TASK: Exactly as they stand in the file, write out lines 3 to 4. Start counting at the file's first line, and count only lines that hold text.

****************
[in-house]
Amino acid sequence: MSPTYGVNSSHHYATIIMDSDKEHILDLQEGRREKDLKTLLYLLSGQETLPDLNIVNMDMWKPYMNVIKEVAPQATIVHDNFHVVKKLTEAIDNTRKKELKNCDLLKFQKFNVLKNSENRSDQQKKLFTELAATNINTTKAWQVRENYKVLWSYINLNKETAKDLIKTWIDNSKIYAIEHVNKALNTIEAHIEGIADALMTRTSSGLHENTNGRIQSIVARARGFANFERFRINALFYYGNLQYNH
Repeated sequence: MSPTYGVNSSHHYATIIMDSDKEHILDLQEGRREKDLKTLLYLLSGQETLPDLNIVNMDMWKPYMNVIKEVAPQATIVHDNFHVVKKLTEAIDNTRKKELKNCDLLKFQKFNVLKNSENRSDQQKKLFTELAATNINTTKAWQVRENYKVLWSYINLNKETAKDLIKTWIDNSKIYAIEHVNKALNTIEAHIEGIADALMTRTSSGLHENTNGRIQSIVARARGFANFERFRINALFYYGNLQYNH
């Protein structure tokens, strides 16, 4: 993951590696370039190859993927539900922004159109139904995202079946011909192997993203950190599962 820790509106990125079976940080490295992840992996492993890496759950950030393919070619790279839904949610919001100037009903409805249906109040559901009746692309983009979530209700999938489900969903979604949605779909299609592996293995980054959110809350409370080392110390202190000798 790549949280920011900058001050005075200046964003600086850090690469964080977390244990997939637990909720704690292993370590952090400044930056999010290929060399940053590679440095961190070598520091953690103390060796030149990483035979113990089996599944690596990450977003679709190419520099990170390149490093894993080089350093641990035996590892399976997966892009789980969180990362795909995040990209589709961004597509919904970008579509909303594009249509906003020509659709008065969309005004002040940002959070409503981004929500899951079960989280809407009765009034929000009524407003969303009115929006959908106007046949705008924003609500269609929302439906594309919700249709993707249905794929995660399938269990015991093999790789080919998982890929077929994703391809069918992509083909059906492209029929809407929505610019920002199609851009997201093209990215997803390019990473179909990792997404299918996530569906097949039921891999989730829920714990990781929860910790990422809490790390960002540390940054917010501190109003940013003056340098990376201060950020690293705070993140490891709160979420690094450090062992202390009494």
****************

Repeated sequence: MSPTYGVNSSHHYATIIMDSDKEHILDLQEGRREKDLKTLLYLLSGQETLPDLNIVNMDMWKPYMNVIKEVAPQATIVHDNFHVVKKLTEAIDNTRKKELKNCDLLKFQKFNVLKNSENRSDQQKKLFTELAATNINTTKAWQVRENYKVLWSYINLNKETAKDLIKTWIDNSKIYAIEHVNKALNTIEAHIEGIADALMTRTSSGLHENTNGRIQSIVARARGFANFERFRINALFYYGNLQYNH
């Protein structure tokens, strides 16, 4: 993951590696370039190859993927539900922004159109139904995202079946011909192997993203950190599962 820790509106990125079976940080490295992840992996492993890496759950950030393919070619790279839904949610919001100037009903409805249906109040559901009746692309983009979530209700999938489900969903979604949605779909299609592996293995980054959110809350409370080392110390202190000798 790549949280920011900058001050005075200046964003600086850090690469964080977390244990997939637990909720704690292993370590952090400044930056999010290929060399940053590679440095961190070598520091953690103390060796030149990483035979113990089996599944690596990450977003679709190419520099990170390149490093894993080089350093641990035996590892399976997966892009789980969180990362795909995040990209589709961004597509919904970008579509909303594009249509906003020509659709008065969309005004002040940002959070409503981004929500899951079960989280809407009765009034929000009524407003969303009115929006959908106007046949705008924003609500269609929302439906594309919700249709993707249905794929995660399938269990015991093999790789080919998982890929077929994703391809069918992509083909059906492209029929809407929505610019920002199609851009997201093209990215997803390019990473179909990792997404299918996530569906097949039921891999989730829920714990990781929860910790990422809490790390960002540390940054917010501190109003940013003056340098990376201060950020690293705070993140490891709160979420690094450090062992202390009494």